In October 1066 AD, the Duke of Normandy, William I, was about to lay claim to England on the field of battle against King Harold.
As William led his men ashore in southeast England, on their way to what was to become the historic Battle of Hastings, legend has is that this man-who-would-be-king rather ignominiously stumbled and fell, face-first into the mud . One of the classic truths about leaders, including once and future kings and small business owners, is that stumbling is actually ordained, whether the untimely descent is a mistake we've bought upon ourselves, or an unfortunate circumstance that could happen to anyone.
Consequently, the question is not if we will stumble but how we have after the fall, with mud on our hands. One of my mentors used to say that our character is not measured by the challenges we face or the mistakes we make, but rather how we respond to them.
Back to our Norman invader. With his next action, the future king of England demonstrated how leaders often have to think fast in order to snatch victory form potential disaster: Looking up from the mud, seeing "Bad Omen" written all over the faces of his superstitious men, William stand up, displayed his muddied hands, and claimed, "By the splendor of God, I have taken possession of my realm; the earth of England is in my two hands."
So, when you look up from the mud, how do you have?
Of course, you could complain about how deep the mud is, which may sound like, "How can I grow my business in such a bad economy?"
Or you could make excuses about how the mud caused you to fall, "I do not know which is going to cause me to go out of business first, the Big Box competitors or people buying stuff on the Internet."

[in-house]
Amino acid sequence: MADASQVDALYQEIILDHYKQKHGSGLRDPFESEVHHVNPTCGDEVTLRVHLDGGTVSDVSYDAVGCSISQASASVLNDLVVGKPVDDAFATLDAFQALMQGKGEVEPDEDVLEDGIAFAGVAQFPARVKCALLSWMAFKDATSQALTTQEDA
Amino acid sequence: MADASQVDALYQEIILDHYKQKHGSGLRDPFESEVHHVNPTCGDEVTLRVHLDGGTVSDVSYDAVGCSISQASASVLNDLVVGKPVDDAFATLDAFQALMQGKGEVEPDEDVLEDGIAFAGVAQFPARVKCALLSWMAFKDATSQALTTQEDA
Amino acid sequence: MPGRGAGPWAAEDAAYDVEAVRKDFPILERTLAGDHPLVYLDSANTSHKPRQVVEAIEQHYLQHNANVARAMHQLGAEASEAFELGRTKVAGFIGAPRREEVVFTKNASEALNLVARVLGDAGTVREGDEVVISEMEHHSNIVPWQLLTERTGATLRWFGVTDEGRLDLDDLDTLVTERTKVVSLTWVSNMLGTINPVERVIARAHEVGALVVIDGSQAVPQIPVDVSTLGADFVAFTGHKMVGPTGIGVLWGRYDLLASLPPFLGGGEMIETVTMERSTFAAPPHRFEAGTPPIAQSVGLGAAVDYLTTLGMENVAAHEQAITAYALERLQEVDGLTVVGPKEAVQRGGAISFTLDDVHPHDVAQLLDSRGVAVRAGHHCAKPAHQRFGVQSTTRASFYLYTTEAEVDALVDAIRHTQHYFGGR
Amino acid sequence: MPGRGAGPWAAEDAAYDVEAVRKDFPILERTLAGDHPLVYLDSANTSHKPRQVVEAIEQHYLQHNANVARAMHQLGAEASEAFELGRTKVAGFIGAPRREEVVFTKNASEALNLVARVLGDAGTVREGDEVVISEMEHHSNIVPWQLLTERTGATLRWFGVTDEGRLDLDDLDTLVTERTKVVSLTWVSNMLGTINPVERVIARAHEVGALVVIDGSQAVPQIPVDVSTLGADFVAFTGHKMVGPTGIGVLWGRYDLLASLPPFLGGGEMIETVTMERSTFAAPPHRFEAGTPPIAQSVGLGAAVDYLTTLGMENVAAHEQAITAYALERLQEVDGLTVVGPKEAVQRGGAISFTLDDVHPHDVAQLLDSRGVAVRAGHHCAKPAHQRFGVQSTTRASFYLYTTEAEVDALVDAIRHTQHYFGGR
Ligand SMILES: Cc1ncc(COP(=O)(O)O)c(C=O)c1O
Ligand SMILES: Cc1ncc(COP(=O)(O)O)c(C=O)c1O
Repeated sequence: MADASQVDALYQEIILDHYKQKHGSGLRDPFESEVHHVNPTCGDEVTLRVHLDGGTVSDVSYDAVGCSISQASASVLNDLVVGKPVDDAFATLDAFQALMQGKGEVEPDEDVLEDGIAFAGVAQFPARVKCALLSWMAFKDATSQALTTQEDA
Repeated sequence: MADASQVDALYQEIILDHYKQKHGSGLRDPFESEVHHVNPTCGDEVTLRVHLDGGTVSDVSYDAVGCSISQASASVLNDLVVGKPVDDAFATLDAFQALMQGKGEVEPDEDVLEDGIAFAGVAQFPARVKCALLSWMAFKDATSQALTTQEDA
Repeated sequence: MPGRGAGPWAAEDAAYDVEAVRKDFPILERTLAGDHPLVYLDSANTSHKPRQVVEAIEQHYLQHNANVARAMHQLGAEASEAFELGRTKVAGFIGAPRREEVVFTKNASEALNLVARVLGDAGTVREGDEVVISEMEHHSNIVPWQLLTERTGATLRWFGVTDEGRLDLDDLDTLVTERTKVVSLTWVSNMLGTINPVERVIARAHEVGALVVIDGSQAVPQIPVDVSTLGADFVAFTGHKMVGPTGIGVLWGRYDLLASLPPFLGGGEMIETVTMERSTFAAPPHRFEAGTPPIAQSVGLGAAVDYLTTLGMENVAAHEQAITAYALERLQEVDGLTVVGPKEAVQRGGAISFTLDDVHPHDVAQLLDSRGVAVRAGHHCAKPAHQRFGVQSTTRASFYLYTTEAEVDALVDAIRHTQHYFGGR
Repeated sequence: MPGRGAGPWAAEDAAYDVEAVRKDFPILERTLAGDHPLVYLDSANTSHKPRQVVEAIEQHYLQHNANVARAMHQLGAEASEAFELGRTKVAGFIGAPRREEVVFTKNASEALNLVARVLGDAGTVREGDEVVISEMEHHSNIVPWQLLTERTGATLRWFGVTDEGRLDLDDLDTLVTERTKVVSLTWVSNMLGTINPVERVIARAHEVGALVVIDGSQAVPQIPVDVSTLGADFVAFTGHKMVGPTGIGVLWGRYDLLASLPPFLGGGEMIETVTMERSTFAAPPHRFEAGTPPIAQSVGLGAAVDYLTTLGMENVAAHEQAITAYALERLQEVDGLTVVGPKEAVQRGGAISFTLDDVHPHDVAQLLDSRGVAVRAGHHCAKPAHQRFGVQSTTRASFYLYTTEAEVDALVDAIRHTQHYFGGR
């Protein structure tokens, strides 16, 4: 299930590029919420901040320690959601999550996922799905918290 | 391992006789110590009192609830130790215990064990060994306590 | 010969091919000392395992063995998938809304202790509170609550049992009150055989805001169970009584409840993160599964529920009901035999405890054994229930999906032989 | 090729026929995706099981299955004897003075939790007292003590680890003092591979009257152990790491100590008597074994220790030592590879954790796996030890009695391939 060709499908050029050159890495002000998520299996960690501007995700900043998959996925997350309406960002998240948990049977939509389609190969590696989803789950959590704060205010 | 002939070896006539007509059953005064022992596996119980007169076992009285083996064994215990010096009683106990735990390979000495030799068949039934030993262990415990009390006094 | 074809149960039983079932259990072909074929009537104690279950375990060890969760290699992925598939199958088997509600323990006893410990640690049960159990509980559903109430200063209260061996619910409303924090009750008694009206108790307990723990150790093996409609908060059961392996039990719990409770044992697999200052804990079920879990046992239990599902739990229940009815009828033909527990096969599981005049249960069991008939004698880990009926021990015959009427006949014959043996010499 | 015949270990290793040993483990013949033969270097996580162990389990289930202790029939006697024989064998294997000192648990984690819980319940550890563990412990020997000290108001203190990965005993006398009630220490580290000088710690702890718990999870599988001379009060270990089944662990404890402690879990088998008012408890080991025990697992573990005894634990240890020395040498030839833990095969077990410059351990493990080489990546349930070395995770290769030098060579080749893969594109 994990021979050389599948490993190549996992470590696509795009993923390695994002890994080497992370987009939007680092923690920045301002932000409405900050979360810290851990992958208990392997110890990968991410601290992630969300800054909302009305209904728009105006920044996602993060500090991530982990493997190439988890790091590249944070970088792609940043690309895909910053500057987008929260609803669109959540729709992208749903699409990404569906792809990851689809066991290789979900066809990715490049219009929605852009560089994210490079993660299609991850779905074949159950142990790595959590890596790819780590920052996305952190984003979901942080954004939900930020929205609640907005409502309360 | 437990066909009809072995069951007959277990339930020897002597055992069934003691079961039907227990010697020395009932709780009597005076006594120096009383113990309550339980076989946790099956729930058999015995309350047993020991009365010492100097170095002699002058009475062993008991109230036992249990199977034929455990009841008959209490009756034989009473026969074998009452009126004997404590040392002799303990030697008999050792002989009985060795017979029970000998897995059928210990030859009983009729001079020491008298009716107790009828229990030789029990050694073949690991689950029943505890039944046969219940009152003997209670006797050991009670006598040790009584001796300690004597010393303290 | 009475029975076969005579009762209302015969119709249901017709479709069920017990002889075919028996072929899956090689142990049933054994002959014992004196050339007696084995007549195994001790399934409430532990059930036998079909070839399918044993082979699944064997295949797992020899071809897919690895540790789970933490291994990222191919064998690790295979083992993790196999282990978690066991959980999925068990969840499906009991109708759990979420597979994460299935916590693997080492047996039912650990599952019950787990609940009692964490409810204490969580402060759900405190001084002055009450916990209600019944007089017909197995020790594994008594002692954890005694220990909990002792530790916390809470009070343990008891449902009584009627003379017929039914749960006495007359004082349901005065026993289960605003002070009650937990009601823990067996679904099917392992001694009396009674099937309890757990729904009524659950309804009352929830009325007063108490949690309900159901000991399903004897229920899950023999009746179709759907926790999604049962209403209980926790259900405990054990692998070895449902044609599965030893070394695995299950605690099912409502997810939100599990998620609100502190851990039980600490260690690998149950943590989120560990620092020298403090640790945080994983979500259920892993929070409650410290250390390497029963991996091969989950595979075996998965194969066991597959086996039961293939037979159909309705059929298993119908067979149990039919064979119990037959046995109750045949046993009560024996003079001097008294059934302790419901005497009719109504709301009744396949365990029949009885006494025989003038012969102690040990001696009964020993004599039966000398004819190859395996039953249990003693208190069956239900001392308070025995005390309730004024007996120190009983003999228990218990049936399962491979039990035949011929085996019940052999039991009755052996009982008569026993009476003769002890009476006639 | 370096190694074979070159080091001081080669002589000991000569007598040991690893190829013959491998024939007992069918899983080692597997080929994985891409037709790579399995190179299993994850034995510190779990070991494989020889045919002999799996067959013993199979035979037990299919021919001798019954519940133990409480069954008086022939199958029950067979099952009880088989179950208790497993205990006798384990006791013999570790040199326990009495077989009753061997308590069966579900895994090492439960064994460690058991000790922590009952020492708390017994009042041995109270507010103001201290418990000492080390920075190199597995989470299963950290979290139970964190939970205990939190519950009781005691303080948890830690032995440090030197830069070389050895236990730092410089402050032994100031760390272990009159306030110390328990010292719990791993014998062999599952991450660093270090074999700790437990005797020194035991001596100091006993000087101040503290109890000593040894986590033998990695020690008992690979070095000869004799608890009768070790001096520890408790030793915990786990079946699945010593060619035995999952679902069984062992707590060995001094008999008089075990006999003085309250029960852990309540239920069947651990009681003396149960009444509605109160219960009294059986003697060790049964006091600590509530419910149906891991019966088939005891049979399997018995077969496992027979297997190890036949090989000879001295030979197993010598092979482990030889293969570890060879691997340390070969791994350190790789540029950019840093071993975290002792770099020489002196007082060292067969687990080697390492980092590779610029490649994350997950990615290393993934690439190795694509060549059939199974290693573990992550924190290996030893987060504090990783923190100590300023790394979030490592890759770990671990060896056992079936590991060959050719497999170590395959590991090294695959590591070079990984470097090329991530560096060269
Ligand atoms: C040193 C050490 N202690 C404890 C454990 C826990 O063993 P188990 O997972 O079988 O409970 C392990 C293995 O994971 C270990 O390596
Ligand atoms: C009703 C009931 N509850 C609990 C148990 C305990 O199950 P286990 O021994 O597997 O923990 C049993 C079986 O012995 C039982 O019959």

And then there's the always-handy option of blaming others for the mud. "Yes, ma'am, I know you bought it from us. But that's a manufacturer's defect.
At least one thing that has not changed in a thousand years is that there are still plenty of people standing around – employees, customers, etc. – watching our behavior when we stumble. And like William's soldiers, these latter-day witnesses are also vital to the success of our empires.
The Norman request at the Battle of Hastings arguably changed the course of history. Who knows what the world would look like today if our hero had become known as William The Whiner, instead of William The Conqueror?
So, when you fall face-down in the metaphorical mud of your battlefield, your future may well depend upon whether you can – as William the Conqueror did – stand up, assess the damage, accept the circumstances, claim the responsibility, remember on what employees and customers depend, and then drive on to win the day.
One last thing: It also does not hurt if, like William, you can think fast.
Write this on a rock … "Leaders …